Drug toxicity deaths in Northeast B.C. are now up to 23 after three people died in October, according to a recent BC Coroners Service report.

Northern Health reported 113 drug toxicity deaths so far in 2021, with 13 taking place in October.

Since January 2020, the health authority has recorded 245 drug toxicity deaths, around 11 deaths per month.

In the first 10 months of 2021, Northern Health has recorded the second-highest drug toxicity death total since 2011. The highest was last year, when 132 deaths were reported.

Provincially, 201 British Columbians passed away from a suspected illicit drug overdose in October. The latest data brings the total number of deaths for the first ten months of the year to 1,782— the highest number of drug toxicity deaths recorded in BC in a calendar year.

“Today is a heart-rending milestone for our province,” said Lisa Lapointe, B.C.’s chief coroner.

“The deaths of more than 200 of our community members in one month due to toxic drugs is a devastating loss. In the sixth year of this public health emergency, we are experiencing a record loss of life, and I know this news will resonate with tremendous sadness amongst the thousands of families who have lost a loved one to this crisis. My thoughts continue to be with every family and community that is grieving the loss of a loved one.”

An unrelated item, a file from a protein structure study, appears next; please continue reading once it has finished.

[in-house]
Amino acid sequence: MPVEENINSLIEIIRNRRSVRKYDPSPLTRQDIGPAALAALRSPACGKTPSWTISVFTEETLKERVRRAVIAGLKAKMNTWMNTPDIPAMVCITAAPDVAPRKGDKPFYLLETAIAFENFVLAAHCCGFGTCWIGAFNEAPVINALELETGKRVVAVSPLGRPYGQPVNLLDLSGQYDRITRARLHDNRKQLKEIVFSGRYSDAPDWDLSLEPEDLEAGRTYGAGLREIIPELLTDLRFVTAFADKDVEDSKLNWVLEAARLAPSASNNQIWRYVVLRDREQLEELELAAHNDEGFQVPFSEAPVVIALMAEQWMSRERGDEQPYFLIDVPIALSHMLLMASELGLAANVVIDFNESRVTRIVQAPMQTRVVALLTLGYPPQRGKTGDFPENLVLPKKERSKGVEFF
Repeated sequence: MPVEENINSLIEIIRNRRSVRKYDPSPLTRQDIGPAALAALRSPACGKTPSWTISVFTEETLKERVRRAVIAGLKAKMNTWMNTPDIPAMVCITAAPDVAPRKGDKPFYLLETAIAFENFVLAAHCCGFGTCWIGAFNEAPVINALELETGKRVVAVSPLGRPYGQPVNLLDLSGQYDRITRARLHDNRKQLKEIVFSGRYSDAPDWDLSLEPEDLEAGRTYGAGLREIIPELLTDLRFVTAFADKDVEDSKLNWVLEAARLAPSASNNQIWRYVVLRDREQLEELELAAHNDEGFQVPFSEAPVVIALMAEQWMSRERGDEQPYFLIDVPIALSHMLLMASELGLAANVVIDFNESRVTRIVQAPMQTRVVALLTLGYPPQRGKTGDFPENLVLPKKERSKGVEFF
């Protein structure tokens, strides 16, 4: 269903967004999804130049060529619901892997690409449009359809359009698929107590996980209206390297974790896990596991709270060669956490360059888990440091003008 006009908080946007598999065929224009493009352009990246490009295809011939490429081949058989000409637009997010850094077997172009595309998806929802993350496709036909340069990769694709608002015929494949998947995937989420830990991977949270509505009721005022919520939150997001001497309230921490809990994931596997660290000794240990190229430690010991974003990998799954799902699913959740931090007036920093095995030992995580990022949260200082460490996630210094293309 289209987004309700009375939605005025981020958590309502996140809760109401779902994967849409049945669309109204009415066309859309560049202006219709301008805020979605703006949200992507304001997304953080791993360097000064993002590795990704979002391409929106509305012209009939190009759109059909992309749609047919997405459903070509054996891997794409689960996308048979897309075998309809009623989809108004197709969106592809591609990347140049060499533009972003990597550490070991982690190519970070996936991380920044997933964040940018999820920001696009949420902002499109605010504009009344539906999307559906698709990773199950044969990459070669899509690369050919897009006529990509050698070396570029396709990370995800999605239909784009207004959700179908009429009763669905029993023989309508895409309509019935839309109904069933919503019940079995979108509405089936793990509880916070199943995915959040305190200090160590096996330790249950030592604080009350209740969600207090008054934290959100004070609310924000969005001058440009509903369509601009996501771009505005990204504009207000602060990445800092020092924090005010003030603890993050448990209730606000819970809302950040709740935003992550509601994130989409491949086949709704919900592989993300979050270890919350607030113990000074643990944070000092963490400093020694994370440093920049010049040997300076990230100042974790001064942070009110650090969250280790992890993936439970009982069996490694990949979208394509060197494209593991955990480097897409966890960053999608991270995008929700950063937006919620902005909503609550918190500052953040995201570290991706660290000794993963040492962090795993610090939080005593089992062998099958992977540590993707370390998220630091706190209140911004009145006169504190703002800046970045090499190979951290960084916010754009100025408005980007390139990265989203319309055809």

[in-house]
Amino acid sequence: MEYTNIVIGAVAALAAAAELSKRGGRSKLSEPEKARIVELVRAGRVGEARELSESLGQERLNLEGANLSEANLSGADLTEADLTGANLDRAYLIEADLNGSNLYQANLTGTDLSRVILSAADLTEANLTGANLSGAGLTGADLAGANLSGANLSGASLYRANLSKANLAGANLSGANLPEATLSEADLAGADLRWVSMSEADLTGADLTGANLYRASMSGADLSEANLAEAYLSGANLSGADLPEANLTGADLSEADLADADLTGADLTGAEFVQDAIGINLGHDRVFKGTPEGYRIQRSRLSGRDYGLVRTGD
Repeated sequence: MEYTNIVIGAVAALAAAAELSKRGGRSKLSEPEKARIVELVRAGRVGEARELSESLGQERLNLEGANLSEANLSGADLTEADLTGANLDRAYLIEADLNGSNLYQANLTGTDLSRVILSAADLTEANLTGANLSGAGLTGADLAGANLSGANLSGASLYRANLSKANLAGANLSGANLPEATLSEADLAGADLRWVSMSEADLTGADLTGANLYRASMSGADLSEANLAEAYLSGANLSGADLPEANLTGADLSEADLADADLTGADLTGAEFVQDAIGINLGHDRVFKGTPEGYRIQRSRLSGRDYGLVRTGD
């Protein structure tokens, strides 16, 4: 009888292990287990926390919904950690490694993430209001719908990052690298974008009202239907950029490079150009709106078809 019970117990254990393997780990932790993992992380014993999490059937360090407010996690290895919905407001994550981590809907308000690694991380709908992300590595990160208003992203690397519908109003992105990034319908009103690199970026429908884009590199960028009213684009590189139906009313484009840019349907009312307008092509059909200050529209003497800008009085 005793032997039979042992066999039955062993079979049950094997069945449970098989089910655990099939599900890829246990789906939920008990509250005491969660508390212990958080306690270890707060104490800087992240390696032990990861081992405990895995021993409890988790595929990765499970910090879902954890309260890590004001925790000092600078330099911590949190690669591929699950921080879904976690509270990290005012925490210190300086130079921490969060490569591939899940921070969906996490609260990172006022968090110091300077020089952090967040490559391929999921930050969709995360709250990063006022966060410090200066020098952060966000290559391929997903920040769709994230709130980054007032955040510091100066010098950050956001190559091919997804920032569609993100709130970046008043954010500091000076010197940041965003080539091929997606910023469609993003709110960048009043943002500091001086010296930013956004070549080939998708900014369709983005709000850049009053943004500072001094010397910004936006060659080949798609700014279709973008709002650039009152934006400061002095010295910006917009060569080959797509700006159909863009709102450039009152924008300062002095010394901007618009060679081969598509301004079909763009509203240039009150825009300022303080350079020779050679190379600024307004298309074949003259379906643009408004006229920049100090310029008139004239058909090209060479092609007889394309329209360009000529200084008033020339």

The majority of deaths were among males at 79 per cent, and 71 per cent who died were between ages 30 to 59.

The median age of those who died due to illicit drug toxicity in 2020 was 43.

“This is a health crisis,” Lapointe said. “I cannot stress enough how urgent this emergency has become. A comprehensive plan to ensure access to safe supply for the thousands of B.C. residents dependent on these substances is essential. Shifting from a punishment and stigmatizing regime to a decriminalized, health-focused model is also a critical step to reduce suffering and save lives.”

Illicit drug toxicity deaths in B.C. rank second only to cancer in terms of years of life lost, says the Coroners Service.

Analysis shows no indication that prescribed safe supply is contributing to illicit drug deaths.